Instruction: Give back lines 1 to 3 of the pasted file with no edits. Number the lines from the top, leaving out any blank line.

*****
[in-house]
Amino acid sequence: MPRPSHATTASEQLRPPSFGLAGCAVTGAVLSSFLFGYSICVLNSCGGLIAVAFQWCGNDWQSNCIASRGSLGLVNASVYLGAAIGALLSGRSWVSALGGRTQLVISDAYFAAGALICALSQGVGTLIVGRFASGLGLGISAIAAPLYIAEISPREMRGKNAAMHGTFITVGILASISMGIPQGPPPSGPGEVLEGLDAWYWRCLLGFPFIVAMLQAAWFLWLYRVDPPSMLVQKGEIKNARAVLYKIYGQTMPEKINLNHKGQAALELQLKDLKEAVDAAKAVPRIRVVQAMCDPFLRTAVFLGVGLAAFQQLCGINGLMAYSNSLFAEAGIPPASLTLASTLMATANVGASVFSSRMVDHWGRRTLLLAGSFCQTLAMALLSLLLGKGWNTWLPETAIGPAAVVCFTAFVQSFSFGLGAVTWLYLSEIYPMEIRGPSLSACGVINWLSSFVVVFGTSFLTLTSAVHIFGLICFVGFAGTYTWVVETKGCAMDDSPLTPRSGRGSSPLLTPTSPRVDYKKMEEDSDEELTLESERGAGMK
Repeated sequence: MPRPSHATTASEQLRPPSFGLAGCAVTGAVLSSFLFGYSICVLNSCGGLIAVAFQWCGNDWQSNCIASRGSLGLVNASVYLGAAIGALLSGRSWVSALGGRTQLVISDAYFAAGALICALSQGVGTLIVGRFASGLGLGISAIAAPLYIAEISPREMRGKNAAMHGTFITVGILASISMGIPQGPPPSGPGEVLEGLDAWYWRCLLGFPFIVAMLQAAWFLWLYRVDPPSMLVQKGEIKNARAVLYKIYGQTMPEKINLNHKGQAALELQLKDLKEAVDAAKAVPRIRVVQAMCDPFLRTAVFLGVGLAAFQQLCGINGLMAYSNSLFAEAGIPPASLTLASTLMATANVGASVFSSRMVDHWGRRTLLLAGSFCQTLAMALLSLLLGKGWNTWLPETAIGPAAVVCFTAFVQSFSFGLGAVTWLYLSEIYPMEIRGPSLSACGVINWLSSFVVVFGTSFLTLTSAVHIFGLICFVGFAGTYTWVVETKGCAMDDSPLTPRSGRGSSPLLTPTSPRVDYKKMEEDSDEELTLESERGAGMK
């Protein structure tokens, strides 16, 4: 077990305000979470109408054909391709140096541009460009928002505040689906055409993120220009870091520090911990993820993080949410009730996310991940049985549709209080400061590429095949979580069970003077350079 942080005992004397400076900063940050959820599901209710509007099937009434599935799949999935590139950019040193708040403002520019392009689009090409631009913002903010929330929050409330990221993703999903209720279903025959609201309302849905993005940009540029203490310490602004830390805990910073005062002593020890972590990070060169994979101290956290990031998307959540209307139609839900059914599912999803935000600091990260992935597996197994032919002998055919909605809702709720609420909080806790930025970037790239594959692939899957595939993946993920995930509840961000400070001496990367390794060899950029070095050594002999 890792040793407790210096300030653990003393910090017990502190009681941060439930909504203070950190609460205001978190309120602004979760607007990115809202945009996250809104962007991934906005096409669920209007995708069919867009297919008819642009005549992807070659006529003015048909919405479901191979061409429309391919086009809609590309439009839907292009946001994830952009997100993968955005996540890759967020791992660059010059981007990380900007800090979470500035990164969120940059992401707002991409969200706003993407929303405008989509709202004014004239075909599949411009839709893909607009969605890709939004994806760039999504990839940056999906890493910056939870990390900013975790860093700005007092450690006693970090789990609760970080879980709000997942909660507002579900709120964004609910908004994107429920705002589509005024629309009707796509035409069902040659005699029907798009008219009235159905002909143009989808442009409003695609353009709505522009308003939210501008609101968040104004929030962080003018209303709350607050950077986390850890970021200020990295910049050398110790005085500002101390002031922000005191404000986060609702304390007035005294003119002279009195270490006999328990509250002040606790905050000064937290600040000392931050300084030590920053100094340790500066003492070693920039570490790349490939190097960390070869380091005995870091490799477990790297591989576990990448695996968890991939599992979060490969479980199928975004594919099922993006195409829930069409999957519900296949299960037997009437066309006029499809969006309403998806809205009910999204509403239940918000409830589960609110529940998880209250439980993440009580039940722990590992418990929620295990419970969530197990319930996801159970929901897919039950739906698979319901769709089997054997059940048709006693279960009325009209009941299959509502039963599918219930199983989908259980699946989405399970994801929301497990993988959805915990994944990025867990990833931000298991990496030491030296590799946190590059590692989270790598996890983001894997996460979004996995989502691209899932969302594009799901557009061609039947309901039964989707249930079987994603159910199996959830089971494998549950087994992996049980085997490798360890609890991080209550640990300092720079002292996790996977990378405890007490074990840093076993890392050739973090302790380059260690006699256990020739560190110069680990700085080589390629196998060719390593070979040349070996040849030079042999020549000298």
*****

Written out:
[in-house]
Amino acid sequence: MPRPSHATTASEQLRPPSFGLAGCAVTGAVLSSFLFGYSICVLNSCGGLIAVAFQWCGNDWQSNCIASRGSLGLVNASVYLGAAIGALLSGRSWVSALGGRTQLVISDAYFAAGALICALSQGVGTLIVGRFASGLGLGISAIAAPLYIAEISPREMRGKNAAMHGTFITVGILASISMGIPQGPPPSGPGEVLEGLDAWYWRCLLGFPFIVAMLQAAWFLWLYRVDPPSMLVQKGEIKNARAVLYKIYGQTMPEKINLNHKGQAALELQLKDLKEAVDAAKAVPRIRVVQAMCDPFLRTAVFLGVGLAAFQQLCGINGLMAYSNSLFAEAGIPPASLTLASTLMATANVGASVFSSRMVDHWGRRTLLLAGSFCQTLAMALLSLLLGKGWNTWLPETAIGPAAVVCFTAFVQSFSFGLGAVTWLYLSEIYPMEIRGPSLSACGVINWLSSFVVVFGTSFLTLTSAVHIFGLICFVGFAGTYTWVVETKGCAMDDSPLTPRSGRGSSPLLTPTSPRVDYKKMEEDSDEELTLESERGAGMK
Repeated sequence: MPRPSHATTASEQLRPPSFGLAGCAVTGAVLSSFLFGYSICVLNSCGGLIAVAFQWCGNDWQSNCIASRGSLGLVNASVYLGAAIGALLSGRSWVSALGGRTQLVISDAYFAAGALICALSQGVGTLIVGRFASGLGLGISAIAAPLYIAEISPREMRGKNAAMHGTFITVGILASISMGIPQGPPPSGPGEVLEGLDAWYWRCLLGFPFIVAMLQAAWFLWLYRVDPPSMLVQKGEIKNARAVLYKIYGQTMPEKINLNHKGQAALELQLKDLKEAVDAAKAVPRIRVVQAMCDPFLRTAVFLGVGLAAFQQLCGINGLMAYSNSLFAEAGIPPASLTLASTLMATANVGASVFSSRMVDHWGRRTLLLAGSFCQTLAMALLSLLLGKGWNTWLPETAIGPAAVVCFTAFVQSFSFGLGAVTWLYLSEIYPMEIRGPSLSACGVINWLSSFVVVFGTSFLTLTSAVHIFGLICFVGFAGTYTWVVETKGCAMDDSPLTPRSGRGSSPLLTPTSPRVDYKKMEEDSDEELTLESERGAGMK